The Tempe Arts and Culture Commission Awards Subcommittee expressed their concern for the minimal amount of coverage on local Tempe artists. The lack of exposure not only discourages the youth from pursuing artistic careers and education, but it denies Tempe natives exposure to their surroundings.
The committee strives to be an advocate and ally of the Tempe art scene. The purpose of its forthcoming award is to celebrate the excellence of creators and organizations in the arts and culture of Tempe that have made significant contributions to the area.
The panel looked to the Viola Awards in Flagstaff for inspiration. However, the commissioner's plan to start off smaller and gradually expand the number of events for this award. The creation of these awards will bring more exposure in the media to the students and residents of Tempe.
Anthony Johnson, a member of the Tempe Arts Commissioner board expressed why he pursued and pushed for the Tempe Arts and Culture Commission Awards.
"This is your town. I like to paint walls, right? Nowhere in my community does anyone support it. My daughter shares the same interest. Let's face it, we are a generation that does not encourage arts for our children. How do our children get that interaction of painting big and large if it's frowned upon in your community?"
With the push for Tempe Arts and Culture Commission Awards, the committee will be honoring Tempe artists, educators, performers, art businesses, public arts, art events, and cultural arts. The public is welcome to apply for this award, but it will be given to an artist that is chosen by the commissioners.
The panel emphasized that once its Tempe Arts and Culture Commission Awards become an annual production, they hope to see more students engaging in the arts for fun and for a career.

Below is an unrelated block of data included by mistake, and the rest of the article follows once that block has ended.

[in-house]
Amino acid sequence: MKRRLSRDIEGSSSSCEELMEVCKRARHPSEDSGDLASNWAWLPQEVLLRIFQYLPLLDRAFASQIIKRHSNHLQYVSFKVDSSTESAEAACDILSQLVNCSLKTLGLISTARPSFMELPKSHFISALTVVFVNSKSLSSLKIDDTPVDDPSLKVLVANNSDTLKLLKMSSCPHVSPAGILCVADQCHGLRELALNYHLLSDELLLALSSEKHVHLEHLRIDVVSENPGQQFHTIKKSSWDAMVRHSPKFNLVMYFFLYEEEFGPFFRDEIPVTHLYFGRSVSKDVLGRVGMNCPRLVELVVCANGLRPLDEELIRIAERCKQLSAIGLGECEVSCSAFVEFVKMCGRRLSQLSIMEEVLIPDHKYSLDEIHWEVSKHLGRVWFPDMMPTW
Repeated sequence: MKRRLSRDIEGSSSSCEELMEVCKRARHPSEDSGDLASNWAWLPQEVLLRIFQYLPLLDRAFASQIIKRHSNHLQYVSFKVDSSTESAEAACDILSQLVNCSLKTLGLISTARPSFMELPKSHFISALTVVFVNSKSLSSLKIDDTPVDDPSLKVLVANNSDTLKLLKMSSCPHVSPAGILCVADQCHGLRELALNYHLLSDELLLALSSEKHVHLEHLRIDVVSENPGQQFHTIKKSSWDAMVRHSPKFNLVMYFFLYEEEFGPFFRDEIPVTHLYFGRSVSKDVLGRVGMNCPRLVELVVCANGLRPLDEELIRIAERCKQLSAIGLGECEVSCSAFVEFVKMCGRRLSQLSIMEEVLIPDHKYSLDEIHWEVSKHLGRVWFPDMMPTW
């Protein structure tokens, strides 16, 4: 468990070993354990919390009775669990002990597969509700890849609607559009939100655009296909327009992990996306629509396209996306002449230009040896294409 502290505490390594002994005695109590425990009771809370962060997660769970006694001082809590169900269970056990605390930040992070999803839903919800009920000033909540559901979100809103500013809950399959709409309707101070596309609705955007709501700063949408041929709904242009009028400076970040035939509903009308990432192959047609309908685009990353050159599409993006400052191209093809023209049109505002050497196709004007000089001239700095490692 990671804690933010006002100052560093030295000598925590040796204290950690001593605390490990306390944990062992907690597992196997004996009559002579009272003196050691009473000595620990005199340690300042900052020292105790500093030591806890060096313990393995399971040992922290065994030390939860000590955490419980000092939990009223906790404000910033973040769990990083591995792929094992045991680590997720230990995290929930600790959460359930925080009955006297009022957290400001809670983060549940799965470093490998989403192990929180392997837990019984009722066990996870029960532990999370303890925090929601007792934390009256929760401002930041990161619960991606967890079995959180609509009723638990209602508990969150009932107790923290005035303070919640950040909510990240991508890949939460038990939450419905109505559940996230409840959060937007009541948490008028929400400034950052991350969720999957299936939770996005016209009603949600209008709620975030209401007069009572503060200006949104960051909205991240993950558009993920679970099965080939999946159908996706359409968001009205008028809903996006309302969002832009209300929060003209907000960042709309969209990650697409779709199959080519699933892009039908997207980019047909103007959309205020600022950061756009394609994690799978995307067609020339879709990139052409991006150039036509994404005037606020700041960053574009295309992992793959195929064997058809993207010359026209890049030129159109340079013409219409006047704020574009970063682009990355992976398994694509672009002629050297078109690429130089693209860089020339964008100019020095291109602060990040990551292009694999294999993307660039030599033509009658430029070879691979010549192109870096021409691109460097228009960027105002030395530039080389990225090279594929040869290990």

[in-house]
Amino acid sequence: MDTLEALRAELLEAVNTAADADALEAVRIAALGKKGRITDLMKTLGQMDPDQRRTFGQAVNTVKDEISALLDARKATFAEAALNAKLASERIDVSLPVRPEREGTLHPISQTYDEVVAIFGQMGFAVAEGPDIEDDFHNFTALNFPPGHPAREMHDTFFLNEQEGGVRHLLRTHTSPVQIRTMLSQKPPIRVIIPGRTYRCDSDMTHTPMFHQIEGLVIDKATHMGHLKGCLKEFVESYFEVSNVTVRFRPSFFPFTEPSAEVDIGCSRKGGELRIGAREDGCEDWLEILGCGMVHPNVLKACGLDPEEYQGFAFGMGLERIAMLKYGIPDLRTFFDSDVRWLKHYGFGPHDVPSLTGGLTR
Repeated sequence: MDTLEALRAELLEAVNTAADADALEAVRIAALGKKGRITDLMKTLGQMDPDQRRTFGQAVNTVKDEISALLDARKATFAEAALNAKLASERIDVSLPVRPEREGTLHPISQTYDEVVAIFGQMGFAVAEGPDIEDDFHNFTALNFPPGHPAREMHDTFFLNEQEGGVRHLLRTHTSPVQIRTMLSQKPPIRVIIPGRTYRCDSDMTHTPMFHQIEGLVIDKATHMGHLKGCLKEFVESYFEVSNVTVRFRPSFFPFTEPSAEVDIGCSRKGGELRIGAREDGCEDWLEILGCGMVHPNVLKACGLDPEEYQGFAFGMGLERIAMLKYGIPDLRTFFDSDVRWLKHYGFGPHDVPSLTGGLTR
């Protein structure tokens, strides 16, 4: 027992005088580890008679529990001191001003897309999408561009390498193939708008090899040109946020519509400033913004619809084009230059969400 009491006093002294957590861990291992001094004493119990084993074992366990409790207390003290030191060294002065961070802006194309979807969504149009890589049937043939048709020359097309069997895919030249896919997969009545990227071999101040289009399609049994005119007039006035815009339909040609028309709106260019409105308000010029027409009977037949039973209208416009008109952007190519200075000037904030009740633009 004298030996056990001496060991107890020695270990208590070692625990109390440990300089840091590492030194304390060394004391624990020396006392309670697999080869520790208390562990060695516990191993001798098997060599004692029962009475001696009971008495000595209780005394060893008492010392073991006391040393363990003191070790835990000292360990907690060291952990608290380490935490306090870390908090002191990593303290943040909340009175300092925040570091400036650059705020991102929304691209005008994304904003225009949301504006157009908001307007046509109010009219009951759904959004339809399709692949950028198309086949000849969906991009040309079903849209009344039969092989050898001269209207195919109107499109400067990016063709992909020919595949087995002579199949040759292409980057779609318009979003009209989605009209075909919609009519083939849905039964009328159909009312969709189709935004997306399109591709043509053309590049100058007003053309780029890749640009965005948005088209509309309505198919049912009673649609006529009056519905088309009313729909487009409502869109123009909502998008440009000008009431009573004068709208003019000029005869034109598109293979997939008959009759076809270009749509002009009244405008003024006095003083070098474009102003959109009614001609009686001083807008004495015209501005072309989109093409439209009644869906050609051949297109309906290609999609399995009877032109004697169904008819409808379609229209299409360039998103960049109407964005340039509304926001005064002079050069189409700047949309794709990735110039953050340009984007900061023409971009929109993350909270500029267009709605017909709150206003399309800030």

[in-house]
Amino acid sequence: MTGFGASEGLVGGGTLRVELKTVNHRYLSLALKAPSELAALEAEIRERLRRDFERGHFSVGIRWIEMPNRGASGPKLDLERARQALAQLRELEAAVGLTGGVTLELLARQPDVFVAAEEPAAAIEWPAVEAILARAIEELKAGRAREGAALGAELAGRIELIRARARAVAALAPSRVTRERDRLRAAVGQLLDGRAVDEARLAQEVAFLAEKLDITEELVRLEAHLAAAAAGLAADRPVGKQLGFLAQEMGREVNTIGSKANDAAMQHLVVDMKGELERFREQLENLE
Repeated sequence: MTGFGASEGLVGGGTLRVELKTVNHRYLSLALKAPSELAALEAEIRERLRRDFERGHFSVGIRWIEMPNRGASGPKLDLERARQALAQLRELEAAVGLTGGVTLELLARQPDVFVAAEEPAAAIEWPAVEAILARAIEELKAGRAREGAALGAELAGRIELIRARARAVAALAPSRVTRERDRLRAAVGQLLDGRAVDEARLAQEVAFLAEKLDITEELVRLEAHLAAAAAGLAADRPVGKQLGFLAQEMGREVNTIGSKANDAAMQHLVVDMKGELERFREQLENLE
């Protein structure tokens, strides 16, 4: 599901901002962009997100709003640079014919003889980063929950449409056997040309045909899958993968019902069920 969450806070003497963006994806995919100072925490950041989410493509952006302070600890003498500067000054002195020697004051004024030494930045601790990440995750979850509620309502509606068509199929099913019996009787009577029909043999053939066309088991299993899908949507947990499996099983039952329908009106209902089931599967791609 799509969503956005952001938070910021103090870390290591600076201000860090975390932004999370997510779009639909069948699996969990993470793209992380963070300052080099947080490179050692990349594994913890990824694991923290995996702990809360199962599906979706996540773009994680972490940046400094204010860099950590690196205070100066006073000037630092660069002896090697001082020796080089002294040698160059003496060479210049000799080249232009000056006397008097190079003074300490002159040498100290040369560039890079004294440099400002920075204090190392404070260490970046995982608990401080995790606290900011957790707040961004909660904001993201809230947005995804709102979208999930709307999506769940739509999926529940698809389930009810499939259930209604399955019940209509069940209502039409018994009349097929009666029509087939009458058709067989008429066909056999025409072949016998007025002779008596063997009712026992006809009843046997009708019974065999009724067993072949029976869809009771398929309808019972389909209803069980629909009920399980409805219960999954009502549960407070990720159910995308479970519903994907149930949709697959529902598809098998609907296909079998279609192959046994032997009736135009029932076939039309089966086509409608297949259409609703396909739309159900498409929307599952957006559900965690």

Panel member Brenda Abney informed the commissioners that students, especially children, tend to do better on standardized testing and socially in their communities when they participate and learn about culture and the arts.
"By exploring arts and culture, young people open themselves up to a different world beyond academics or sports. They can put their mind to use in a different way and it can create a sense of belonging for them in a community. Art allows college students a creative outlet especially when you are putting so much time and energy in finding out where you belong in life. It's a place where you are free to be creative and relax," Abney said.
The commissioners emphasized their hope to bring awareness to not only the community but to the schools of Tempe. This includes Arizona State University, where there is a large student population at the Herberger Institute for Design and the Arts.
The Herberger Institute for Design and the Arts is located on the ASU Tempe campus and is home to over 4,700 students. The institute offers majors, minors, certificates, and electives in the arts including film, music, art, art museum, film, dance, and theatre, design, arts, media, and engineering.
Destiny Dicks, a junior environmental design major at the Herberger Institute, expressed her concerns about the generalization and lack of exposure of the arts at her school.
"I think this institute has a lot to offer, but only if you know where you want to go in the arts. There needs to be more specificity. The institute is very vague in certain areas, but I do think it does a very good job of covering and informing students of every ground."